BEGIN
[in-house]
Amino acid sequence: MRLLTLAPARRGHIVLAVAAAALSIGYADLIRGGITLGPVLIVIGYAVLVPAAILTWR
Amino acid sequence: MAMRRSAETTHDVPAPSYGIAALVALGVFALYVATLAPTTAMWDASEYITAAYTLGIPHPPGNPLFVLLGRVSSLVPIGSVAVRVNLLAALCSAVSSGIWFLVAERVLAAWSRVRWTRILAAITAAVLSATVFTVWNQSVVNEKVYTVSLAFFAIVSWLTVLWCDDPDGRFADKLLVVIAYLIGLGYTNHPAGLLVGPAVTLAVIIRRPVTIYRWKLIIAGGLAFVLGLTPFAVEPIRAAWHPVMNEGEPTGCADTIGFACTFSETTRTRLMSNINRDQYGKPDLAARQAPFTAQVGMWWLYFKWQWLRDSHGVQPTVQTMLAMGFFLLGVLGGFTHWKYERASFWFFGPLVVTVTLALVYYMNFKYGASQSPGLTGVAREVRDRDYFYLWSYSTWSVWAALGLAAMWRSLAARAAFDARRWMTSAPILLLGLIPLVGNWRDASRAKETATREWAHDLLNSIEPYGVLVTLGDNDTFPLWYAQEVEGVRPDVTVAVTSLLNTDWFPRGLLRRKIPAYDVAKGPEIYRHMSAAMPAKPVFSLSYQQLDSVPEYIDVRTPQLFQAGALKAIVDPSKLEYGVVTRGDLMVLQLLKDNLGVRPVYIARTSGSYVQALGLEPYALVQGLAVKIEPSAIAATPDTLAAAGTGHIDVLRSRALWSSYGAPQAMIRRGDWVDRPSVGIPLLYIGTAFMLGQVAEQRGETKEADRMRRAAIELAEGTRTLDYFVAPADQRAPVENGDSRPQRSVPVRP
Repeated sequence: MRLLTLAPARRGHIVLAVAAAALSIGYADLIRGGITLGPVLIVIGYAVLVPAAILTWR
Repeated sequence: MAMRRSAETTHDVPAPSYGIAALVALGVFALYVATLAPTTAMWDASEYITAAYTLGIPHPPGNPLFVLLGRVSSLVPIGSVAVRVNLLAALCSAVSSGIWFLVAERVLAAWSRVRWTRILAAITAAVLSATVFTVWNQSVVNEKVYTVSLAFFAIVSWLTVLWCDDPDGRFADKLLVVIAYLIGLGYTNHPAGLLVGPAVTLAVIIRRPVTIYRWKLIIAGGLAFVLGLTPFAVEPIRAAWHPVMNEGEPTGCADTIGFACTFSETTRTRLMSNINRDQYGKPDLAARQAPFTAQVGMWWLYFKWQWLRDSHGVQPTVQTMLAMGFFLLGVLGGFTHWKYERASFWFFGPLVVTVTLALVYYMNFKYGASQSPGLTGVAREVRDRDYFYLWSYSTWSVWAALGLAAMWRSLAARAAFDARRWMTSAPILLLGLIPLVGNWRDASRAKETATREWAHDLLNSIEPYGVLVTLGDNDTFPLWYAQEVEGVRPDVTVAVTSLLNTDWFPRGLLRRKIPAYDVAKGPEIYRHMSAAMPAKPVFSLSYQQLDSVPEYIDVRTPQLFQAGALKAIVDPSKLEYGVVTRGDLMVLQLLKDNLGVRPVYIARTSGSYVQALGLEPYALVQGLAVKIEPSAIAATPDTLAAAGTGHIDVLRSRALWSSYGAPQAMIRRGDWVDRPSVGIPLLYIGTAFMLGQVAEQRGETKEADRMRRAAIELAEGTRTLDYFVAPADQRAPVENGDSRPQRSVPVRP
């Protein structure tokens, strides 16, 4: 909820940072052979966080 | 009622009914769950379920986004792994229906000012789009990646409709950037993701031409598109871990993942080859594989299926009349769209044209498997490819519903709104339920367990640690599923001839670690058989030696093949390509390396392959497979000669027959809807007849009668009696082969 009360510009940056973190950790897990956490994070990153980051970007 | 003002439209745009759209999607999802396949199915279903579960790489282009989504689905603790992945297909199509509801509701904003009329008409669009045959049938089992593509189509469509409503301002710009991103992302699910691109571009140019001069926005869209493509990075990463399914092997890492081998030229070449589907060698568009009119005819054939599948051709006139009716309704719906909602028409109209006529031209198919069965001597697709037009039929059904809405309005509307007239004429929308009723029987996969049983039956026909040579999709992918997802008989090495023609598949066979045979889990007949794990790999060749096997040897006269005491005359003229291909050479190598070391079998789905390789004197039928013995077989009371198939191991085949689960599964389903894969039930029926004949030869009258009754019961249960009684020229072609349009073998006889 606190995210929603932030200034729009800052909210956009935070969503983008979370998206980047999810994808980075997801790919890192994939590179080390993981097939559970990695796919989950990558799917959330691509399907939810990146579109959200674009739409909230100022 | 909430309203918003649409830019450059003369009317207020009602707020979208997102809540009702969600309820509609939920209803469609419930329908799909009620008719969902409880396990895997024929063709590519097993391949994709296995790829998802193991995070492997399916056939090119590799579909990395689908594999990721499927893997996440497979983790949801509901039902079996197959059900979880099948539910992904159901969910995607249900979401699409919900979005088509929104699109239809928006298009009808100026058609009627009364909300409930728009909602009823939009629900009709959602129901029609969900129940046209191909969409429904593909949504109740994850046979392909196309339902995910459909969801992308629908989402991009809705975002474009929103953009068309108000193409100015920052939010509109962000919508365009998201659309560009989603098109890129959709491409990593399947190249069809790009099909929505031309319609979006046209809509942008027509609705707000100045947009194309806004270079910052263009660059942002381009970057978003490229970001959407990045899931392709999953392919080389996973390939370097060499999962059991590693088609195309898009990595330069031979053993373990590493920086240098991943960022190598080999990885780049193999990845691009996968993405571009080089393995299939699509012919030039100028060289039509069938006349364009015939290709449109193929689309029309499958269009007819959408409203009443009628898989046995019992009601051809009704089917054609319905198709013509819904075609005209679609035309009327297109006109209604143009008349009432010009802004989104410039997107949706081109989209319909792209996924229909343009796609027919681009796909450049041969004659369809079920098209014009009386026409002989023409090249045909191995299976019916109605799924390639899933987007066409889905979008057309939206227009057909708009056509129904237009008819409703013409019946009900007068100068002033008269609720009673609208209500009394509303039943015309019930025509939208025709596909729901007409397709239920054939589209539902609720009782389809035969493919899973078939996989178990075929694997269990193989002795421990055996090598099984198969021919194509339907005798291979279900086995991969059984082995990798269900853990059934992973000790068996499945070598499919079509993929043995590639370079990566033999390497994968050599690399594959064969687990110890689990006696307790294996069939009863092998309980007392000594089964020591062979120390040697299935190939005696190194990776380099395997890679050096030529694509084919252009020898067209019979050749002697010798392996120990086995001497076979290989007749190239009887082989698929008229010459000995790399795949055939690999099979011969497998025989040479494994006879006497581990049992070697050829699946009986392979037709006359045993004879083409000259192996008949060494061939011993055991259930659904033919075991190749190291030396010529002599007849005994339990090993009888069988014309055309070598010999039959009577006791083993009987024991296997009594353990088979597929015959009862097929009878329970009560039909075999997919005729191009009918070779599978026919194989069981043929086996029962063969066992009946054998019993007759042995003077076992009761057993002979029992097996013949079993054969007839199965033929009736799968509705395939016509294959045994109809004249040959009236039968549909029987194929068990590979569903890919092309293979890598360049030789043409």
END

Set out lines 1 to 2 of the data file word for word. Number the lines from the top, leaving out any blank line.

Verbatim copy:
[in-house]
Amino acid sequence: MRLLTLAPARRGHIVLAVAAAALSIGYADLIRGGITLGPVLIVIGYAVLVPAAILTWR